Man behind Concorde’s wing design dies aged 89

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THE man responsible for the distinctive delta wing design of Concorde has died at the age of 89.

Sir James Arnot Hamilton, from Penicuik, was one of the leading figures in post-war British aircraft design and led the Concorde project for five years.

He went to Penicuik Academy and then studied civil engineering at Edinburgh University. After graduating in 1943, he was appointed to research on the development of anti-submarine weapons at Helensburgh.

He later worked at the Marine Aircraft Experimental Establishment and the Royal Aircraft Establishment and was project director on the Jaguar fighter.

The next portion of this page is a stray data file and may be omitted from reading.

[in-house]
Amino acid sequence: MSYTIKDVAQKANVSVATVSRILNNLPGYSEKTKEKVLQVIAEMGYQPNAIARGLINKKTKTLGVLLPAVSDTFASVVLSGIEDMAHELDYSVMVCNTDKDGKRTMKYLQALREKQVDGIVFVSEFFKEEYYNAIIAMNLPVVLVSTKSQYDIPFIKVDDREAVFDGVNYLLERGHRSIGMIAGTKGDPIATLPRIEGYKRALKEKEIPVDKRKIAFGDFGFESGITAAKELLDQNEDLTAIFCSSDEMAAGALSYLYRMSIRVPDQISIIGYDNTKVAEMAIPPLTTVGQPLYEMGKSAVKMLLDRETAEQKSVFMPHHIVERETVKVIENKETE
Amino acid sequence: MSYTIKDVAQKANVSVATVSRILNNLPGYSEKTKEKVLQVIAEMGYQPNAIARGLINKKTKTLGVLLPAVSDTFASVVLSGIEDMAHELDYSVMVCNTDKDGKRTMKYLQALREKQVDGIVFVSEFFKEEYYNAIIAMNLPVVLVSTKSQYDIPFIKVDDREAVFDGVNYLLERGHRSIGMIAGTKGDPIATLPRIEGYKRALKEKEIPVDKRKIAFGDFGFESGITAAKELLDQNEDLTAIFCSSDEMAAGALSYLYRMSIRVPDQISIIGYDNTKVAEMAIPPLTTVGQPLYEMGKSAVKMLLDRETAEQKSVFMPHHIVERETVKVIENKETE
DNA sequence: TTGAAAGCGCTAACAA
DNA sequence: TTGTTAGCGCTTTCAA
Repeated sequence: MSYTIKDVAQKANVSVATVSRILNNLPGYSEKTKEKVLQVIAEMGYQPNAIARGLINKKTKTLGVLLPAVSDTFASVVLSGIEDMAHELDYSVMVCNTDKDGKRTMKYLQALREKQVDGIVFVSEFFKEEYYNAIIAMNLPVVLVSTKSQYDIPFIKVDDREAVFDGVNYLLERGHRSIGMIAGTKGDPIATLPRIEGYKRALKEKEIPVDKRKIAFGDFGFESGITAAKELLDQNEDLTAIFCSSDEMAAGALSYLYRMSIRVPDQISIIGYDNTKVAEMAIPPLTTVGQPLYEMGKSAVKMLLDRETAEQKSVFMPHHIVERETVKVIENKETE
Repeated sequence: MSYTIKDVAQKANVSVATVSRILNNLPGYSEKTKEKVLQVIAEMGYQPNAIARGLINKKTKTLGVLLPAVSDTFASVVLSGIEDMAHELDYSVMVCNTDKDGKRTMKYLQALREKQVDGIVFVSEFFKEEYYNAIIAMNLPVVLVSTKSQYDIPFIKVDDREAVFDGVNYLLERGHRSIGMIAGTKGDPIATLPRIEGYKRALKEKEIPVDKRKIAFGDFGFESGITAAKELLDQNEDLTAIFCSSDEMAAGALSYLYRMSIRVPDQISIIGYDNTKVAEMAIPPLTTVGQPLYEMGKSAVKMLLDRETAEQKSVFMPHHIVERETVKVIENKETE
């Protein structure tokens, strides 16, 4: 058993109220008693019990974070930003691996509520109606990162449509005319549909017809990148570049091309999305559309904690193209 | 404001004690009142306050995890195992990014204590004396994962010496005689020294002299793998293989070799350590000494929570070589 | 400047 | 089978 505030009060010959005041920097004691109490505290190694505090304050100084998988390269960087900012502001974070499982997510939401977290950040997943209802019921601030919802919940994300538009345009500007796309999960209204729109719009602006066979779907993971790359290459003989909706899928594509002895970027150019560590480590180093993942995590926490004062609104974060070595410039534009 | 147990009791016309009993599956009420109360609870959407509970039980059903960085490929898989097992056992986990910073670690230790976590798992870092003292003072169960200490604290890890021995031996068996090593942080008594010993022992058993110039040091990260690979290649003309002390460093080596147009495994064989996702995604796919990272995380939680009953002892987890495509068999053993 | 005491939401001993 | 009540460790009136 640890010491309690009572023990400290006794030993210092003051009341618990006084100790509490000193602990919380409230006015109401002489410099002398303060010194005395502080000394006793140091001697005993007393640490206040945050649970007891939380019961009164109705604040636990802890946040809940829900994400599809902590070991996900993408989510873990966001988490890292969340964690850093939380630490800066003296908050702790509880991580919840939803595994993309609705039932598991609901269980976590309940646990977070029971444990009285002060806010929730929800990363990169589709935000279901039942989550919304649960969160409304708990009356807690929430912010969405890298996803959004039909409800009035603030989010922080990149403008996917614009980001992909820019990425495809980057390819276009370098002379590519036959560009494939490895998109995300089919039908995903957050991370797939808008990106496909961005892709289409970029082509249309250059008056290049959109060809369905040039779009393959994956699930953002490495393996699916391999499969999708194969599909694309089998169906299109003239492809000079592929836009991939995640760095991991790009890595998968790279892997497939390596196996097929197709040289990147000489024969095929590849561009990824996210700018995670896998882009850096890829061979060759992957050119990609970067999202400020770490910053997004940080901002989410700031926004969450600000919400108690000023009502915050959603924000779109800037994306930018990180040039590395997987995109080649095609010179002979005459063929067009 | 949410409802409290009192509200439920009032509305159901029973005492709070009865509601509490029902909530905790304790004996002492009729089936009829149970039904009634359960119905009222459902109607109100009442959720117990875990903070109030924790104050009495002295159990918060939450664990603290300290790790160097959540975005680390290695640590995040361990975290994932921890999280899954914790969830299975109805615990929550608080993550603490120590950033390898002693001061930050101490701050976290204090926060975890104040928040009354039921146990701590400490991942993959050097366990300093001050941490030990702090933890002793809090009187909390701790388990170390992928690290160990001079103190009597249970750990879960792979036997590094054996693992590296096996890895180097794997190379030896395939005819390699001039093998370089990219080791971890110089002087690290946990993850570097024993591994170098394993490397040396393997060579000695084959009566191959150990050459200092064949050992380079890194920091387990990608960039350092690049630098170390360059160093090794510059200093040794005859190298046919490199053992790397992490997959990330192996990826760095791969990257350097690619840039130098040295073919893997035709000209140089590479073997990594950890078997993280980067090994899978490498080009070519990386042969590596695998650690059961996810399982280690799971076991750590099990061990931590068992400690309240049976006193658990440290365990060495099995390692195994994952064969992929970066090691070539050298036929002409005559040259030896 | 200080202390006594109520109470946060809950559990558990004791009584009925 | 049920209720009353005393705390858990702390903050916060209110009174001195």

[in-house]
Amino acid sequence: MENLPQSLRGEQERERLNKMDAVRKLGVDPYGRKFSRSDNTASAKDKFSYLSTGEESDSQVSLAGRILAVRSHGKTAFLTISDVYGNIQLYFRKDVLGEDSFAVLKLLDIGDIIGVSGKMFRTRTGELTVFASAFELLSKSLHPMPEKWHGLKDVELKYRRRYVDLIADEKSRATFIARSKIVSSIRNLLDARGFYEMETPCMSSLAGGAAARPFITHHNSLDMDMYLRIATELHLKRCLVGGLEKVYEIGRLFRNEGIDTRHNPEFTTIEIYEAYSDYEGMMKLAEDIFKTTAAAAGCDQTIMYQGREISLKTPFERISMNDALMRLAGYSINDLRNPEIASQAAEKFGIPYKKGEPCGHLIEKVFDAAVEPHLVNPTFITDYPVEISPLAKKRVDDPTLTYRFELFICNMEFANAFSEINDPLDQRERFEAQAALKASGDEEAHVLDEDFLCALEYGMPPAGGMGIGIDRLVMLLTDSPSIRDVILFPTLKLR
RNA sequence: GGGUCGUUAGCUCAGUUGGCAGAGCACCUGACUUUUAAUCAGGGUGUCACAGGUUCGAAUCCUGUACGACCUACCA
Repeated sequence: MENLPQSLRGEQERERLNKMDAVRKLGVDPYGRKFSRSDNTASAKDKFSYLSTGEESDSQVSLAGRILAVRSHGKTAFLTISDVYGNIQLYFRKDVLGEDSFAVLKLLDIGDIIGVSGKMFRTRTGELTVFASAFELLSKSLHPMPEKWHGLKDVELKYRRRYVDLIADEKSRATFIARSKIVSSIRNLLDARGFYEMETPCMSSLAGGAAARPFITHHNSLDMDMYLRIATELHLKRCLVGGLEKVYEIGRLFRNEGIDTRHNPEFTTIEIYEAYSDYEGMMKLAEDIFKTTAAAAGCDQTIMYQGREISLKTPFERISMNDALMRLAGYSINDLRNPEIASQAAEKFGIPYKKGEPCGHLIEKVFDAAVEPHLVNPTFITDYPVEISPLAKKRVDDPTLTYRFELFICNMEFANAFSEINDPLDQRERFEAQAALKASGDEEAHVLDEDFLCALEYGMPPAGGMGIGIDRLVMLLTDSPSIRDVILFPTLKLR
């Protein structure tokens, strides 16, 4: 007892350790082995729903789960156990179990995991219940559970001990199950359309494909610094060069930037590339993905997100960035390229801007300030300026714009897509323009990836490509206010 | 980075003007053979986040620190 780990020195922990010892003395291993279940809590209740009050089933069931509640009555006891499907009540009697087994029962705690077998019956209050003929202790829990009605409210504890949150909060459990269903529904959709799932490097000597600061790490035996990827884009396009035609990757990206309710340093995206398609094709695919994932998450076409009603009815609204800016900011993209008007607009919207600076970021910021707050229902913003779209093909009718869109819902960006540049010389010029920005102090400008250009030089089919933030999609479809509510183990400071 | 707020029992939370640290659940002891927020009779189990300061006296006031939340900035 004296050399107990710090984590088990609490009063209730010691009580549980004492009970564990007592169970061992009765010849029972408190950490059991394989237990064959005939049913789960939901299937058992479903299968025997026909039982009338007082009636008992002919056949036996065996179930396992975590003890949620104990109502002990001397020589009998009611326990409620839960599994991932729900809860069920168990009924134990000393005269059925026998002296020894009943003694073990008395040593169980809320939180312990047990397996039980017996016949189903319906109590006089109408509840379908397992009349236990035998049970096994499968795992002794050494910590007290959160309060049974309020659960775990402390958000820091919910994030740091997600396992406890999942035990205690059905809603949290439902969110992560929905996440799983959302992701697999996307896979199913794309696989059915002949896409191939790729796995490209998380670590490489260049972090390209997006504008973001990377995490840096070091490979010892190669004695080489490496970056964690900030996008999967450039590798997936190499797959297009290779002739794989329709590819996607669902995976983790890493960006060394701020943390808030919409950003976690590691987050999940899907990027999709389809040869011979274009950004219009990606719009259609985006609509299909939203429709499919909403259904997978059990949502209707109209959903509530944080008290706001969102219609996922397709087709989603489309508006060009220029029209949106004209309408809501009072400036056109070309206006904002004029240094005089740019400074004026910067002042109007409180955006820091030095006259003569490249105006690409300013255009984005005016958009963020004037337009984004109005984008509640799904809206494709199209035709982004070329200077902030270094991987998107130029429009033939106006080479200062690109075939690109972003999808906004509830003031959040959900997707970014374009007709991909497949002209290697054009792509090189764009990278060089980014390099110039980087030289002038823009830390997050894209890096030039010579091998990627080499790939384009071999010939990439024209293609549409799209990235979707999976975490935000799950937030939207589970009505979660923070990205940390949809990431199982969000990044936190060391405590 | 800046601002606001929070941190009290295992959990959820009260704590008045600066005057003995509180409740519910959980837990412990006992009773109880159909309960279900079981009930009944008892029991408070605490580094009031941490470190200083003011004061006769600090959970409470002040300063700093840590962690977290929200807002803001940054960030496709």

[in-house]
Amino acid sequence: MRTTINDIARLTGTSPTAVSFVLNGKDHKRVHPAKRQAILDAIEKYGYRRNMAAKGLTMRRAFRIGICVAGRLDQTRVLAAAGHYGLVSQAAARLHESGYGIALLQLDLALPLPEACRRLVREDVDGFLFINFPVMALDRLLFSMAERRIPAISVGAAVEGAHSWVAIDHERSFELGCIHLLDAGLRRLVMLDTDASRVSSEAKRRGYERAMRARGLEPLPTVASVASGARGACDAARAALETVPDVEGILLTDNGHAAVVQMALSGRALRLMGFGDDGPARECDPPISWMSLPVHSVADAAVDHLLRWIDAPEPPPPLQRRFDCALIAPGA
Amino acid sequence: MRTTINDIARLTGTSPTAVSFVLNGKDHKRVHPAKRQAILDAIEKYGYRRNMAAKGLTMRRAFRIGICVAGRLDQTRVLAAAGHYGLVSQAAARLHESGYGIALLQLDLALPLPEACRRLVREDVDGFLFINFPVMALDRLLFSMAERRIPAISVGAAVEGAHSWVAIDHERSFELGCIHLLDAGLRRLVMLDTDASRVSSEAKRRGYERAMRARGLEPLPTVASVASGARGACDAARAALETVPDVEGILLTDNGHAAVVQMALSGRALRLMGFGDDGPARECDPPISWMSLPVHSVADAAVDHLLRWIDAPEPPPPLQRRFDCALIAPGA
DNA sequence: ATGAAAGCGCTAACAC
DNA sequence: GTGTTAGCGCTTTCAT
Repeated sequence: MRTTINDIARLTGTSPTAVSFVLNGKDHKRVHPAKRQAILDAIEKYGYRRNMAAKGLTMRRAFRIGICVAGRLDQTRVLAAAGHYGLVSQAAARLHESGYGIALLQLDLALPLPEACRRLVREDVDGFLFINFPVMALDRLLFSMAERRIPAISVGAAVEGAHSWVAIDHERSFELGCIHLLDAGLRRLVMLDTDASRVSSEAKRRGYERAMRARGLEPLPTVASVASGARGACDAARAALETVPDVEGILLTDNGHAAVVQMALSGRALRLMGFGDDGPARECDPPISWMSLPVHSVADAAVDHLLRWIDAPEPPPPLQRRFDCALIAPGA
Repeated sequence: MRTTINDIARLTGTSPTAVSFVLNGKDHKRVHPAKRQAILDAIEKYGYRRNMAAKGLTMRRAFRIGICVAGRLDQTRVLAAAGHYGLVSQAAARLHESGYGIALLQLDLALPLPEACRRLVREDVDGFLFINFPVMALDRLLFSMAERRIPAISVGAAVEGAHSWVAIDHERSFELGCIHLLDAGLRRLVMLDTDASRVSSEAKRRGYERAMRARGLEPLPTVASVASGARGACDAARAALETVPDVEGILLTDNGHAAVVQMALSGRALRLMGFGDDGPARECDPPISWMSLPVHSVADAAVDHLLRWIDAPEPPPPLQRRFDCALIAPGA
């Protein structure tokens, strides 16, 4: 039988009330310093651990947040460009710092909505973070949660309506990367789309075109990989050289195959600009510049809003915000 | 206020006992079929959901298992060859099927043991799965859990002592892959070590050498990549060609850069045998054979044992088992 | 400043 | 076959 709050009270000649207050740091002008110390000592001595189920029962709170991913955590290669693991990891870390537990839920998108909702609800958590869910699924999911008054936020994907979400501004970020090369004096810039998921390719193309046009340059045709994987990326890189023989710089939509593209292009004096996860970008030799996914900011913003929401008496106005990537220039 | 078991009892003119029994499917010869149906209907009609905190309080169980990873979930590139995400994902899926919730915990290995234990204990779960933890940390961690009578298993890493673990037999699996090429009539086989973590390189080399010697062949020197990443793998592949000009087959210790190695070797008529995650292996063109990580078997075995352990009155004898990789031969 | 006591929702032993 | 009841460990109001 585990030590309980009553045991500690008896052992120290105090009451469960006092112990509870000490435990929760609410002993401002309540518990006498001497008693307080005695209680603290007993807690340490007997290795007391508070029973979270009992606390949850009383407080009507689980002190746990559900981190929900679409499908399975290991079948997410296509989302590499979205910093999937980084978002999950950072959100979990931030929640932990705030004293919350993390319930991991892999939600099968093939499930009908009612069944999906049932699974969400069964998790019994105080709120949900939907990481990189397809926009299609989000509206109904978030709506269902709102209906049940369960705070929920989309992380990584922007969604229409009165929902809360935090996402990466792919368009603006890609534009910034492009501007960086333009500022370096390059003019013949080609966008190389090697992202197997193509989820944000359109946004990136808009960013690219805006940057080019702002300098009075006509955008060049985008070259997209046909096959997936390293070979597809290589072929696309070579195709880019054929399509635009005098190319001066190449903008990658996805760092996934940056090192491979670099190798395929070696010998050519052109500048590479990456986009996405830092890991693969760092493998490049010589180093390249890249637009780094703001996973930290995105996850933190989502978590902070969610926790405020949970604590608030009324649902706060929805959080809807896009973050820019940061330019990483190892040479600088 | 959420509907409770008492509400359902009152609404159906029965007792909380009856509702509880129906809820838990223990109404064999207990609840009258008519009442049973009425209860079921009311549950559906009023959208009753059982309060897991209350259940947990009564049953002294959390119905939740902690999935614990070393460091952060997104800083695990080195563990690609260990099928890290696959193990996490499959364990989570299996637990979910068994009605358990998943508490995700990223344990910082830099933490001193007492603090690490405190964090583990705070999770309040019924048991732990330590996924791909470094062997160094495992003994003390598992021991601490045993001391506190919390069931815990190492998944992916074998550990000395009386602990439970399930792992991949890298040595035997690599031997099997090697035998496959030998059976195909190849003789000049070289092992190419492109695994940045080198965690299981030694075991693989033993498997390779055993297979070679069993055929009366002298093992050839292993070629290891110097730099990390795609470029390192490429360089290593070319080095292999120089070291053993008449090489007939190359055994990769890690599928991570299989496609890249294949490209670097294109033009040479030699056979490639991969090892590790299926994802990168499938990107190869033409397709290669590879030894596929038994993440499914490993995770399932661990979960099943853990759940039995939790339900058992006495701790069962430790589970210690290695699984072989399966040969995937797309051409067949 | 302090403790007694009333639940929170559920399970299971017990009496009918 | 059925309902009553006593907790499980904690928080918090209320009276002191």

In 1966 he was appointed director of the Concorde project. His ultra-slim delta wing design appeared very simple but was actually extremely complex. It did not just curve back, but also twisted and drooped. In 1971, five years before Concorde’s first commercial flight, Sir James became deputy secretary for aerospace in the Department of Trade and served as Deputy Cabinet Secretary to Prime Ministers Ted Heath and Harold Wilson, later moving to the Department of Education. He retired in 1983.

He is survived by partner Marcia Cunningham and three sons from a previous marriage.